World Series: Cardinals prevail, Rangers epic fail
Tony LaRussa added yet another feather to his managerial cap by guiding his underdog Cardinals to a World Series victory over the Texas Rangers. St. Louis crashed the post-season party on the final day of the regular season thanks in part to a late season collapse by the Atlanta Braves that brought back memories of the ’69 Cubs. The Cardinals took advantage of the opportunity, overcoming seemingly superior opponents Philadelphia and Milwaukee before sending the Rangers home tasting the bitterness of defeat.
The Cardinals proved that they were a team with the heart of a champion. Although the odds were stacked against them the Cards never stopped believing in themselves. Both the Phillies and Brewers had home field advantage against LaRussa’s squad in the first two rounds of the playoffs. No problem. In game six of the World Series the Cardinals trailed by two runs and were down to their last strike, not once, but twice. But the Redbirds rose to the challenge and got the job done. They would come back to win game six and make a statement in the decisive game seven.
The Cardinals team was fueled by desire while the Rangers seemed to be crippled by the fear of failing. Leading three games to two, Texas had a two run lead with two outs in the bottom of the ninth inning. One more out was all the Rangers needed to secure the first title in franchise history. But that’s when the wheels came off. With runners on first and second, David Freese hit a deep fly to right. Right-fielder Nelson Cruz was presented with two options. Option #1 (preferred): sprint back and catch the ball and begin celebrating a World Series championship. Option #2: Turn around and play the ball off the wall and try to keep Lance Berkman from scoring all the way from first base. Unfortunately for the Rangers Cruz was unable to do either. He was caught in between. Cruz made a half-hearted attempt to get back and catch the ball but came up short. The ball caromed off the wall and rolled back toward the infield while Cruz chased after it in vain. The game was now tied with Freese standing on third base.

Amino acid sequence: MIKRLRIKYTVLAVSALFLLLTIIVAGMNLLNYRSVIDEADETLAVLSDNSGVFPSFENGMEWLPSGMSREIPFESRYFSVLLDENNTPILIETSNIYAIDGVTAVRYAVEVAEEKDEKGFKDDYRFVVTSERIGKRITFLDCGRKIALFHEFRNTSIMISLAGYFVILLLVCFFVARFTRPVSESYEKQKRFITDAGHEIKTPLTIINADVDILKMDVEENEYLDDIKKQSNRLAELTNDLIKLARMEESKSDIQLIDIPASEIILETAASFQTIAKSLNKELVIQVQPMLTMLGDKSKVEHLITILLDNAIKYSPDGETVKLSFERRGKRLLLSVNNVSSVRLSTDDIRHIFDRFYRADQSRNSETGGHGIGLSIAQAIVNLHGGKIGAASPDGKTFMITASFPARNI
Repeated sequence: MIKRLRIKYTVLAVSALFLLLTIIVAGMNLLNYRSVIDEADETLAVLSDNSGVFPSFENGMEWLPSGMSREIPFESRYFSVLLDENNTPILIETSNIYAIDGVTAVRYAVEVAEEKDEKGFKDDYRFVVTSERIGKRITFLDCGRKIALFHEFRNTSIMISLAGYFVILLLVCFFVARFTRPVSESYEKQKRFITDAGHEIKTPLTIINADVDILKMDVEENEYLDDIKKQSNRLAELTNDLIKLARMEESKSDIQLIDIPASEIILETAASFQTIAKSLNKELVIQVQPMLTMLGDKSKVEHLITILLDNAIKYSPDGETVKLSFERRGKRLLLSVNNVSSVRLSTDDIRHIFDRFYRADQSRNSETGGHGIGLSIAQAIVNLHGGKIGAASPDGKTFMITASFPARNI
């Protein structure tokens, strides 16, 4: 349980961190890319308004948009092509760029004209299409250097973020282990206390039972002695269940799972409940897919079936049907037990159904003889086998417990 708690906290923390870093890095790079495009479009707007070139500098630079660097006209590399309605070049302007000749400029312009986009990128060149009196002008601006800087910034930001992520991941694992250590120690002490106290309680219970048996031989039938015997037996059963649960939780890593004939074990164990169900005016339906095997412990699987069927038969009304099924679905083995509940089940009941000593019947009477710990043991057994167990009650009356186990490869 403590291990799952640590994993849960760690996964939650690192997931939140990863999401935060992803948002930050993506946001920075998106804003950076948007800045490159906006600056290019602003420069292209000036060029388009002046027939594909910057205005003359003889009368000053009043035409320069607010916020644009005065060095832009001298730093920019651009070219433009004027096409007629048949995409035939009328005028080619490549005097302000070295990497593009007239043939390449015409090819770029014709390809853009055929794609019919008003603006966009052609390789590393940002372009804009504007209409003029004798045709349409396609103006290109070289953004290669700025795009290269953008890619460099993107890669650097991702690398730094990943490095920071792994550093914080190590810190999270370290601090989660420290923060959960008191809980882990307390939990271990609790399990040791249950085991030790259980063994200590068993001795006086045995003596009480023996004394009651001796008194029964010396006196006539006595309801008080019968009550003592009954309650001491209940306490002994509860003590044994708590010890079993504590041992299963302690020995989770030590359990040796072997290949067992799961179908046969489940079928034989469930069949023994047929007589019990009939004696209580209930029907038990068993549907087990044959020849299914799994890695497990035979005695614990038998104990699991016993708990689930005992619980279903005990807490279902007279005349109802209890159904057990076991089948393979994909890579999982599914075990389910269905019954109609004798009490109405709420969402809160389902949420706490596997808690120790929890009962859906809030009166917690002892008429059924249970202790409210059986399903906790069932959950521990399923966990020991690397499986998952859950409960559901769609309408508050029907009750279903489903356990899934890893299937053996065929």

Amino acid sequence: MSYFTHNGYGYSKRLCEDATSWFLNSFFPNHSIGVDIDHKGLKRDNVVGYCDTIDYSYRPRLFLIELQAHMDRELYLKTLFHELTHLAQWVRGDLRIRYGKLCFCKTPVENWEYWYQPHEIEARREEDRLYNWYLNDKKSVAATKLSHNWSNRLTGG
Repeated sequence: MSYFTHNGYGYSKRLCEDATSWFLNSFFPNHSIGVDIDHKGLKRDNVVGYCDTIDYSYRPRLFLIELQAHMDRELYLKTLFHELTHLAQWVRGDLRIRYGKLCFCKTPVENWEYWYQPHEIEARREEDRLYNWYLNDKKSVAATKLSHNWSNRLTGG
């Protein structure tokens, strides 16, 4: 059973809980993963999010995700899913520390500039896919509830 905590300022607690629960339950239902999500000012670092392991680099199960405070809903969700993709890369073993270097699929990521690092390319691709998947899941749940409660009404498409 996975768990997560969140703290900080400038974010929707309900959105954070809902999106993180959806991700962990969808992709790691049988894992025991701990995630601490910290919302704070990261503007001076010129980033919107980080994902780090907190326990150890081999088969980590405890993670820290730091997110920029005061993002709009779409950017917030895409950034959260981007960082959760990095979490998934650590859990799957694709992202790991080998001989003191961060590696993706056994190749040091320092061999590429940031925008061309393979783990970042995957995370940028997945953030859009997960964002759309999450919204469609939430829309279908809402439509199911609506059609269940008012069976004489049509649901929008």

In the tenth inning Josh Hamilton launched a two-run homer to put Texas back in the driver’s seat. But the Cardinals would again answer, scoring two runs in the bottom of the tenth to tie the game. No matter what the Rangers did, St. Louis seemed to want it more. David Freese led off the bottom of the eleventh with a homerun to force game 7.
A rainout earlier in the week allowed Tony LaRussa to bring back his ace, Chris Carpenter, to start game seven. Rangers manager Ron Washington elected to go with Matt Harrison, who had been torched by the Cardinals in Game 3. Washington should have started Derek Holland, who had shut down the Cards in Game 5. Instead the Rangers skipper stuck with his plan of Harrison for Game 7 and brought Holland out of the bullpen in game 6.
The Rangers got off to a good start in game 7, plating two runs in their first at-bat. But the Cardinals answered with two runs of their own in the bottom of the first. That was it. The Rangers were done. Every time they built a lead the Cardinals came right back, so why bother? At that point the Rangers folded up like the proverbial pup tent. St. Louis cruised to a 6-2 win. As sweet as the victory was for the Cards, it was doubly disgusting for the Rangers. It’ going to be a long cold winter in Arlington this year.